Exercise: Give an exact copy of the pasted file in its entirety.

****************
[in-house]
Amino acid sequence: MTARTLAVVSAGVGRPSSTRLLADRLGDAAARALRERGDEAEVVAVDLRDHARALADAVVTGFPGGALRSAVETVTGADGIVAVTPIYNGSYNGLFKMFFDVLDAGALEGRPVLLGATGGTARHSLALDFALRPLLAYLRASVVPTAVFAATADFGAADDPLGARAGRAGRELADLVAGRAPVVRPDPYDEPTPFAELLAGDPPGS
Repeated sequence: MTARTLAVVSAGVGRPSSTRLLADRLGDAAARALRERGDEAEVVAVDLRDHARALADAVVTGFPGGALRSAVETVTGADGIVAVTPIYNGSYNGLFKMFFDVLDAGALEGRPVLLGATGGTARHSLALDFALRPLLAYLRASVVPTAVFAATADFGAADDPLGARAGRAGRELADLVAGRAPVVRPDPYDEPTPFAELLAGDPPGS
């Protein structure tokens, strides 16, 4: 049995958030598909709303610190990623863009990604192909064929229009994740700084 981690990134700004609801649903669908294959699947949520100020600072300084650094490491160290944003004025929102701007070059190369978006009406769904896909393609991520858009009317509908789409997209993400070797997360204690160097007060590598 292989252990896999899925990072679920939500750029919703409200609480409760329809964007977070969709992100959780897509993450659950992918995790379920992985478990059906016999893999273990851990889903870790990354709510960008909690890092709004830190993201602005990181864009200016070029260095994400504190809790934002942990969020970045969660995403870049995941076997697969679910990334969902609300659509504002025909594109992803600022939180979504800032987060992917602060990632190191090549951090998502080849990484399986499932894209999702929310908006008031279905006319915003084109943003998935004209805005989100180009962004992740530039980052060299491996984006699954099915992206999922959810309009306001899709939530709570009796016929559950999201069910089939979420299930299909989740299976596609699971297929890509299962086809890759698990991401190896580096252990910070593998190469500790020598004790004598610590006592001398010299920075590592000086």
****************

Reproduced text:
[in-house]
Amino acid sequence: MTARTLAVVSAGVGRPSSTRLLADRLGDAAARALRERGDEAEVVAVDLRDHARALADAVVTGFPGGALRSAVETVTGADGIVAVTPIYNGSYNGLFKMFFDVLDAGALEGRPVLLGATGGTARHSLALDFALRPLLAYLRASVVPTAVFAATADFGAADDPLGARAGRAGRELADLVAGRAPVVRPDPYDEPTPFAELLAGDPPGS
Repeated sequence: MTARTLAVVSAGVGRPSSTRLLADRLGDAAARALRERGDEAEVVAVDLRDHARALADAVVTGFPGGALRSAVETVTGADGIVAVTPIYNGSYNGLFKMFFDVLDAGALEGRPVLLGATGGTARHSLALDFALRPLLAYLRASVVPTAVFAATADFGAADDPLGARAGRAGRELADLVAGRAPVVRPDPYDEPTPFAELLAGDPPGS
């Protein structure tokens, strides 16, 4: 049995958030598909709303610190990623863009990604192909064929229009994740700084 981690990134700004609801649903669908294959699947949520100020600072300084650094490491160290944003004025929102701007070059190369978006009406769904896909393609991520858009009317509908789409997209993400070797997360204690160097007060590598 292989252990896999899925990072679920939500750029919703409200609480409760329809964007977070969709992100959780897509993450659950992918995790379920992985478990059906016999893999273990851990889903870790990354709510960008909690890092709004830190993201602005990181864009200016070029260095994400504190809790934002942990969020970045969660995403870049995941076997697969679910990334969902609300659509504002025909594109992803600022939180979504800032987060992917602060990632190191090549951090998502080849990484399986499932894209999702929310908006008031279905006319915003084109943003998935004209805005989100180009962004992740530039980052060299491996984006699954099915992206999922959810309009306001899709939530709570009796016929559950999201069910089939979420299930299909989740299976596609699971297929890509299962086809890759698990991401190896580096252990910070593998190469500790020598004790004598610590006592001398010299920075590592000086």